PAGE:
‘Now it is clear that he is alive and in the Tripoli area,’ said the medical source.
‘Because of this the number of guards around him is being increased, and his hideaway being made even more secure. He will remain in his safe house for the second anniversary of his release.’
Abdelbaset al-Megrahi was said to be three months from death when he was freed from Greenock jail on August 20 2009.
The decision by Scottish Justice Secretary Kenny MacAskill sparked international condemnation from some relatives of victims and politicians, including US President Barack Obama – but also attracted high-profile support from figures such as Nelson Mandela.
Now, two years on, with Megrahi still alive in his home country, a spokesman for Scotland’s First Minister Alex Salmond defended the release.
Senior figures in the American, British and Scottish jurisdictions have all agreed that the decision was taken in good faith, the spokesman said.
‘Two years of extensive scrutiny, under three jurisdictions, vindicates the position that the Justice Secretary released al-Megrahi on compassionate grounds and compassionate grounds alone, based on the rules and regulations of Scots law and the reports of the Parole Board for Scotland, the Prison Governor and the Scottish Prison Service director of health and care Dr Andrew Fraser – all of which have been published,’ he added.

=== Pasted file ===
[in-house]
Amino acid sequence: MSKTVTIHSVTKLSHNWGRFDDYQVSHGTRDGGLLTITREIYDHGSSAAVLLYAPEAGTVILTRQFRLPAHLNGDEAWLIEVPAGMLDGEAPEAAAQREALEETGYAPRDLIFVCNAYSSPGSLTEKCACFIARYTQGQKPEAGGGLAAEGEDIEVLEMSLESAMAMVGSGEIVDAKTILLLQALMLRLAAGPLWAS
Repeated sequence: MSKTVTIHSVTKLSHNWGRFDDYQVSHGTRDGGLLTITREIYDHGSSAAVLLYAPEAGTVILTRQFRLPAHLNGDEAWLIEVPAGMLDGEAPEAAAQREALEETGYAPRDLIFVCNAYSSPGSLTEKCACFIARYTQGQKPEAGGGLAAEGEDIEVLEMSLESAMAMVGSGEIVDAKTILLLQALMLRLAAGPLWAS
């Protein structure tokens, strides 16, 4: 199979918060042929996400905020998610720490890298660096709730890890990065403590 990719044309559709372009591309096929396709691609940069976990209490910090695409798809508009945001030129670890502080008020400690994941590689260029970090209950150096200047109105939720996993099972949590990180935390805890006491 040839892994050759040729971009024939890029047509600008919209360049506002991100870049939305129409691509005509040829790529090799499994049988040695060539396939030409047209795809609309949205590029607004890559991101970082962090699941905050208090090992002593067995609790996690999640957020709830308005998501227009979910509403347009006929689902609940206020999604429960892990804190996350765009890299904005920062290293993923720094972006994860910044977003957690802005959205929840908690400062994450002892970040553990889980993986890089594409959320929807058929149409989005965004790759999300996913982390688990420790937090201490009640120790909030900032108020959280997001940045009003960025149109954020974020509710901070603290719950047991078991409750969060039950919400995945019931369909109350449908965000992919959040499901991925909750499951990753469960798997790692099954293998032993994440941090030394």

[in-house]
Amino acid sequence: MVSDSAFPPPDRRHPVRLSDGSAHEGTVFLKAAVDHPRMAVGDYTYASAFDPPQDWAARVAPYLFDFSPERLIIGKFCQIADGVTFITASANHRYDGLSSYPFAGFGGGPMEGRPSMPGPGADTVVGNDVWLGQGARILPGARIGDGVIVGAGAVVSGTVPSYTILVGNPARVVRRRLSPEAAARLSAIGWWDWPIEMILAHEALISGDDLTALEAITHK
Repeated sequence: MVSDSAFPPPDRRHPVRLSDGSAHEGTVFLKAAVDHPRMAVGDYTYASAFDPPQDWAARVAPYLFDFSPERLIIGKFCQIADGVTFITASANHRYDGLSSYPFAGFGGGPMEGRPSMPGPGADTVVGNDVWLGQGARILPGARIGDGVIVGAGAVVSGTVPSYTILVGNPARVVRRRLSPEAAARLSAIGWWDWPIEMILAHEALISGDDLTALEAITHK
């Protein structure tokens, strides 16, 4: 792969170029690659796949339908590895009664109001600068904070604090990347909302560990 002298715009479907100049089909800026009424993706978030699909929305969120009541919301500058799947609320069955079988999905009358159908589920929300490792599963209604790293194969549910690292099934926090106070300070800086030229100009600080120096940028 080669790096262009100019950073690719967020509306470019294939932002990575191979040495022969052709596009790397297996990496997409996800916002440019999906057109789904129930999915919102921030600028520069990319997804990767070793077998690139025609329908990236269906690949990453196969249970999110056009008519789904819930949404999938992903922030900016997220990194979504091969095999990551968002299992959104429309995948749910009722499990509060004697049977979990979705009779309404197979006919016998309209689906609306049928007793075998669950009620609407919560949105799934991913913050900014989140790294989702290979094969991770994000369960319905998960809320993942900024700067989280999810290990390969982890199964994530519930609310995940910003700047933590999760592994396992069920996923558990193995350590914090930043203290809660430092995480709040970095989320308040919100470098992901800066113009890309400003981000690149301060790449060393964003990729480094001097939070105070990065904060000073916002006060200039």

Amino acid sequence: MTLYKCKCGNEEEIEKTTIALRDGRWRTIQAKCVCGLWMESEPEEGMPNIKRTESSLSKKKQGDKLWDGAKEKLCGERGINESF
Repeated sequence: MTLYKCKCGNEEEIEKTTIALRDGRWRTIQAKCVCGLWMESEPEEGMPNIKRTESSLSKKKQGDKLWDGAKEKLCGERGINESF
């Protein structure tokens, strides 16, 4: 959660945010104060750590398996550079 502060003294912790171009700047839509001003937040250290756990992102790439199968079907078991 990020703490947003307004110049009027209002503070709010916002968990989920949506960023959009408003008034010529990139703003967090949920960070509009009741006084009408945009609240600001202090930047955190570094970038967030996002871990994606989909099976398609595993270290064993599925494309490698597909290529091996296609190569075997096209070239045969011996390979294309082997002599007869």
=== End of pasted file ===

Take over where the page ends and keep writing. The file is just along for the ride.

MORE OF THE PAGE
Relatives of victims of the bombing are still looking for clarity and answers.
Pamela Dix, whose brother Peter was killed in the bombing, said: ‘It’s extremely frustrating that we’re here, still talking about this.
‘The fact that it’s now years later means that the decision was probably made on a spurious basis.
‘I’m sure Kenny MacAskill made it in good faith, but why are we having this discussion now? It’s just another thing that remains unsolved.’
Scottish Conservative justice spokesman John Lamont said: ‘Mr Megrahi murdered 270 people in the skies over Scotland.
‘He showed no compassion to his victims.
‘He has admitted his guilt by dropping his appeal. Indeed, the Justice Secretary has made it clear that he believes that Mr Megrahi is guilty.
‘Yet he was been allowed to return to Libya to a hero’s welcome. That was so fundamentally wrong. The SNP’s case for release lies in tatters.’